Gaby Montejo approaches art through photo, music, interviews, and temporary installation often with performative actions. Gaby’s work explores democracy and hierarchy in a way where the finished work is often consumed or destroyed during the process of making. Whilst exhibiting internationally, Gaby stays pivotal in the social initiatives and collaborative interventions of Christchurch and is a key member of the collective The Social. Born to Cuban parents, Gaby attended art school in Australia and America and moved to Christchurch in 2006. Recent exhibitions and works include: No Exit, Tinning St Gallery, Melbourne (2019); V+ for Feasta, Christchurch (2018); How To Drink Conflicting Water, Istanbul Performance Art (2018); Everyday Lines, Hastings City Art Gallery (2017); Mayfield Residence, Ashburton Art Gallery (2017); Shared Lines- Wellington (2017); and Honeymoon Latte For Precarious Nature, CoCA (2016).
Liv Worsnop completed a Bachelor in Fine Arts at Ilam School of Fine Arts, Canterbury University in 2012. A deep reverence for this Earth and our relationship with it found her working within the building-less lots of post-quake Christchurch. Under the title Plant Gang, she has implemented a number of inner city projects, including illustrated weed catalogues, a Zen garden, a sage field, site clean-ups and guerrilla gardens. Concurrent to Worsnop’s site specific work, she has sustained a studio practice. Using reclaimed soft fabrics and nature photography books, she collages images that explore and celebrate the infinite and indivisible connectedness that ripples through all of life.
Lonnie Hutchinson completed her Bachelor of Design from Unitec in 1997, which was later followed by her Master of Design. As well as a prolific exhibiting career both nationally and internationally, Lonnie has been awarded a number of international residencies and has made work for numerous large scale public commissions. In 2015 Lonnie was awarded the Creative New Zealand Pasifika Contemporary Artist Award. Lonnie’s work also belongs in a number of international private and public collections including the Auckland Art Gallery, Christchurch Art Gallery, Banff, Canada, The Dowse Art Museum, New Zealand High Commission, Washington, Massey University, and David Teplitsky Collection, Hong Kong.
Iwi: Waitaha, Kati Mamoe, Kai Tahu
Hapū: Ngai Tūāhuriri, Kāti Huirapa, Ngati Wheke, Ngāti Irakehu, Ngai Ruahikihiki.
Nathan is an artist and assistant curator at Christchurch Art Gallery Te Puna o Waiwhetū, in 2017 Nathan represented Aotearoa New Zealand at Documenta14. As an artist Nathan calls upon Kai Tahutanga as the base from which to express something of the contemporary Māori experience including colonial objectives and histories. As a curator Nathan follows principals of Tikanga Māori and Kai Tahutanga to bring a Māori perspective to the exhibition and public programs at Christchurch Art Gallery Te Puna o Waiwhetū. Nathan is Chairperson for The Physics Room, a contemporary art space and a founding member of Paemanu, a collective of Kai Tahu contemporary artists.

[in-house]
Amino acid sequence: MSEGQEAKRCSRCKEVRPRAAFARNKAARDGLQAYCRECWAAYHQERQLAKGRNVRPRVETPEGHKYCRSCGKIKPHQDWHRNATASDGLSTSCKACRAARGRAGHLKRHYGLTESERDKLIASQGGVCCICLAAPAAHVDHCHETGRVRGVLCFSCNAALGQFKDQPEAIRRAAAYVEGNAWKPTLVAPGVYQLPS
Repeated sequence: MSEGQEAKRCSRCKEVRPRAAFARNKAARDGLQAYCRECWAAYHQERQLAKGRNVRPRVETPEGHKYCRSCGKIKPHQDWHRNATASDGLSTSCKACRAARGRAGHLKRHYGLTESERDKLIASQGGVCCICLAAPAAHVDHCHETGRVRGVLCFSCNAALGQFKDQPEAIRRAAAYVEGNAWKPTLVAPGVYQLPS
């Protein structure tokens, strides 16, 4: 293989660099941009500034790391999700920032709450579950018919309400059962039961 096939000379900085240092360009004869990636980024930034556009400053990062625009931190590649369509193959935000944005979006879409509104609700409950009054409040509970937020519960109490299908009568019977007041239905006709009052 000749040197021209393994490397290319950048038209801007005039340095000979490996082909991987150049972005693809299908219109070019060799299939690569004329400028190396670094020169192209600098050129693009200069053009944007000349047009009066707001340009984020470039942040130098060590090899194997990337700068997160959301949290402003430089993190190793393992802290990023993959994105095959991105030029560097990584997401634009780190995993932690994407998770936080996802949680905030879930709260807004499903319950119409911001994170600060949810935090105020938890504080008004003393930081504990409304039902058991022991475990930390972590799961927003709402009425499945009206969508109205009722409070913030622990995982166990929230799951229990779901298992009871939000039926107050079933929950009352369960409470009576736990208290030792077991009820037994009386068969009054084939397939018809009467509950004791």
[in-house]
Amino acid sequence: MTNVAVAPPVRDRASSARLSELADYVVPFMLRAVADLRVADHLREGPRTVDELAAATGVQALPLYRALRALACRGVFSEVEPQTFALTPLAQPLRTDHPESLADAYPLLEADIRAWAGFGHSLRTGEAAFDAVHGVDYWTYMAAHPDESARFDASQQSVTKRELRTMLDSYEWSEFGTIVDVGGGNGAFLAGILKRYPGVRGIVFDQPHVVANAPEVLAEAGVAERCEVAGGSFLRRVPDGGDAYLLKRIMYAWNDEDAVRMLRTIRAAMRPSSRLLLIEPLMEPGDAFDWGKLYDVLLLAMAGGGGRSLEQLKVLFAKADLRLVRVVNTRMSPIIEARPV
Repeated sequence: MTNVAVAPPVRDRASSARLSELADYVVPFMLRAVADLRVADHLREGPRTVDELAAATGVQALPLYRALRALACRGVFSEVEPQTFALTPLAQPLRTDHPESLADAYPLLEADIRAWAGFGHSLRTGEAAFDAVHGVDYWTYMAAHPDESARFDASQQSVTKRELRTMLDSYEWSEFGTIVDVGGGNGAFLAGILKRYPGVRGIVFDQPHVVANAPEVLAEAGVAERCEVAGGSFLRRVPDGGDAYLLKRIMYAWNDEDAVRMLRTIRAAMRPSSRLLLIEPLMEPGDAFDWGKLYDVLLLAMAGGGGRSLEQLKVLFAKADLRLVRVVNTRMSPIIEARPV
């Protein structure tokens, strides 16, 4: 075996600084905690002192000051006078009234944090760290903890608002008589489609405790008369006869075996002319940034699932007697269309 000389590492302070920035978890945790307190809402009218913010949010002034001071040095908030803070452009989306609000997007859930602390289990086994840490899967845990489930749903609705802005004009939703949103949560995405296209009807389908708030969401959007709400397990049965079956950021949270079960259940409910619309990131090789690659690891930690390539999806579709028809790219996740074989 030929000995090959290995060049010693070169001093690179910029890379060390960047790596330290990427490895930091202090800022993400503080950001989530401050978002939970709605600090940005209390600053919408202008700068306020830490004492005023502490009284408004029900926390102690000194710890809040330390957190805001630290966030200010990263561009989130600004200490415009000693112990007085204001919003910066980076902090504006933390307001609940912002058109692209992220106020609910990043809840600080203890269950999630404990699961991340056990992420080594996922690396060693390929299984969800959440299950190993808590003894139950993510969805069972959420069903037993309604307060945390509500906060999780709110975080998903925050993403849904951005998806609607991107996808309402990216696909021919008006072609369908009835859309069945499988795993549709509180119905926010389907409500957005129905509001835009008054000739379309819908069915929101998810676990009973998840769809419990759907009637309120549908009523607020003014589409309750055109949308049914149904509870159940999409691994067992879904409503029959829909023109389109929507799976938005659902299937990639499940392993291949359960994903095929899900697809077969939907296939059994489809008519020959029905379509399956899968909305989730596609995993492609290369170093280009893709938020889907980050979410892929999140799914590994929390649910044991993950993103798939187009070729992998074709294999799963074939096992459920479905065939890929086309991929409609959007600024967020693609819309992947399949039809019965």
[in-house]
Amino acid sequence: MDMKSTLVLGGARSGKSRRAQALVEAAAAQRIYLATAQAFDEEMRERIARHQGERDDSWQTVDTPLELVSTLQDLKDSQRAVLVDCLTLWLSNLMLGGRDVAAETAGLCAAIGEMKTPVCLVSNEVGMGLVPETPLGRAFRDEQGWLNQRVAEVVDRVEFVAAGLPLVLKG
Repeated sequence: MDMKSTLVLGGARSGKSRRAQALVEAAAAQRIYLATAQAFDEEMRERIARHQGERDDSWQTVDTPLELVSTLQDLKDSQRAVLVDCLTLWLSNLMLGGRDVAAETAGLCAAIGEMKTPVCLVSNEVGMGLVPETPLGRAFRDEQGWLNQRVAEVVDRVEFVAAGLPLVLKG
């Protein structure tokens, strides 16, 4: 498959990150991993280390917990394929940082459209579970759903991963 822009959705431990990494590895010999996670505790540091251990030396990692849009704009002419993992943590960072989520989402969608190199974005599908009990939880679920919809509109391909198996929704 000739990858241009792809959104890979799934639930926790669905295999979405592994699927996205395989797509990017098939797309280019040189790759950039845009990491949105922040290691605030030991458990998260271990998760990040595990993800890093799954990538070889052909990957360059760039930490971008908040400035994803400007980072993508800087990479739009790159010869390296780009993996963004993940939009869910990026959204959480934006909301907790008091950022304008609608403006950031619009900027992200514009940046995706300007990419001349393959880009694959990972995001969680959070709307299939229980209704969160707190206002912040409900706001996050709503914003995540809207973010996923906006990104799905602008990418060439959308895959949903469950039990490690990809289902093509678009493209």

Rob Hood lives and works in Christchurch, New Zealand. He graduated with a BFA in Sculpture (1999) and an MFA (2011) from Ilam School of Fine Arts, Canterbury University. Exhibitions include: (Un)conditional I, The Physics Room, NZ; (Un)conditional II, Suter Art Gallery, Nelson, NZ; Feeling Nature, Feeling Free, Jonathan Smart Gallery, NZ, 2016; Precarious Balance, COCA, NZ; Tricksters, Christchurch Art Gallery, NZ, 2012; Prospect Contemporary Art Now, Wellington City Art Gallery, 2011; From a City Forsaken by its Gods, First Draft Gallery, Sydney, 2011; Last Ride in a Hot Air Balloon, Auckland Triennial, Auckland Art Gallery, 2010. Hood was the Olivia Spencer Bower fellow in 2007. His work is held in the collections of Auckland Art Gallery Toi o Tāmaki, Christchurch Art Gallery Te Puna o Waiwhetū, and the University of Canterbury.
Zina Swanson graduated from Ilam School of Fine Arts, Canterbury University with a Bachelor of Fine Arts in sculpture. She has exhibited extensively over the past decade, including at City Gallery, Wellington; The Dowse, Lower Hutt; Dunedin Public Art Gallery and The Hocken Uare Taoka o Hakena, Dunedin; Christchurch Art Gallery Te Puna o Waiwhetu; the Physics Room and Jonathan Smart Gallery (both Christchurch). In 2013, she was the Frances Hodgkins Fellow, Dunedin and in 2014 she took up a residency at apexart, New York. Swanson was the inaugural recipient of The Grace Butler Residency, Christchurch in 2018